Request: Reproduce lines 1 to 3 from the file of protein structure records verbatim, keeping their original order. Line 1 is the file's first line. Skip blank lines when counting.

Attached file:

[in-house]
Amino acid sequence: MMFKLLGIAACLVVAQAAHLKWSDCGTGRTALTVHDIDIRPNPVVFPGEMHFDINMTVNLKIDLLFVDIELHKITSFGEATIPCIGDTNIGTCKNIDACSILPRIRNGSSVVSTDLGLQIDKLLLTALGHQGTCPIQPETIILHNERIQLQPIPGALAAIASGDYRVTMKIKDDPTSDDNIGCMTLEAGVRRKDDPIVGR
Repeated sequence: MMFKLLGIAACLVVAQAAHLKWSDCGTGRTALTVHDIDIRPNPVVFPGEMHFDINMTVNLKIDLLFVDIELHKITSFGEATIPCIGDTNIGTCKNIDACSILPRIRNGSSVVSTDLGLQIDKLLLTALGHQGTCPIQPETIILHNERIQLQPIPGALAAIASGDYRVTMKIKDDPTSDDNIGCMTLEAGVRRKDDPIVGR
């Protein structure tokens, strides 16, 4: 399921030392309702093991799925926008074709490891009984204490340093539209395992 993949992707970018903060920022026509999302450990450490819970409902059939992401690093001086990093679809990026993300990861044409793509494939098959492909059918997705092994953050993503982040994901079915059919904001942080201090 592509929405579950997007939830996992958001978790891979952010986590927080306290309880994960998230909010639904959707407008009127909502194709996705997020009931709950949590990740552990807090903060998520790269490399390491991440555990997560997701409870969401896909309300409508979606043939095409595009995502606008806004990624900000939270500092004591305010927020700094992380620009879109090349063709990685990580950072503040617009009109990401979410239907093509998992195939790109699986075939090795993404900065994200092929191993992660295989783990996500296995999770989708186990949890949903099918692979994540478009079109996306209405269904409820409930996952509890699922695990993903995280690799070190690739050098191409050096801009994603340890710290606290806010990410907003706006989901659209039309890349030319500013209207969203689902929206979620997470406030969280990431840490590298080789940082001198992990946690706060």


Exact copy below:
[in-house]
Amino acid sequence: MMFKLLGIAACLVVAQAAHLKWSDCGTGRTALTVHDIDIRPNPVVFPGEMHFDINMTVNLKIDLLFVDIELHKITSFGEATIPCIGDTNIGTCKNIDACSILPRIRNGSSVVSTDLGLQIDKLLLTALGHQGTCPIQPETIILHNERIQLQPIPGALAAIASGDYRVTMKIKDDPTSDDNIGCMTLEAGVRRKDDPIVGR
Repeated sequence: MMFKLLGIAACLVVAQAAHLKWSDCGTGRTALTVHDIDIRPNPVVFPGEMHFDINMTVNLKIDLLFVDIELHKITSFGEATIPCIGDTNIGTCKNIDACSILPRIRNGSSVVSTDLGLQIDKLLLTALGHQGTCPIQPETIILHNERIQLQPIPGALAAIASGDYRVTMKIKDDPTSDDNIGCMTLEAGVRRKDDPIVGR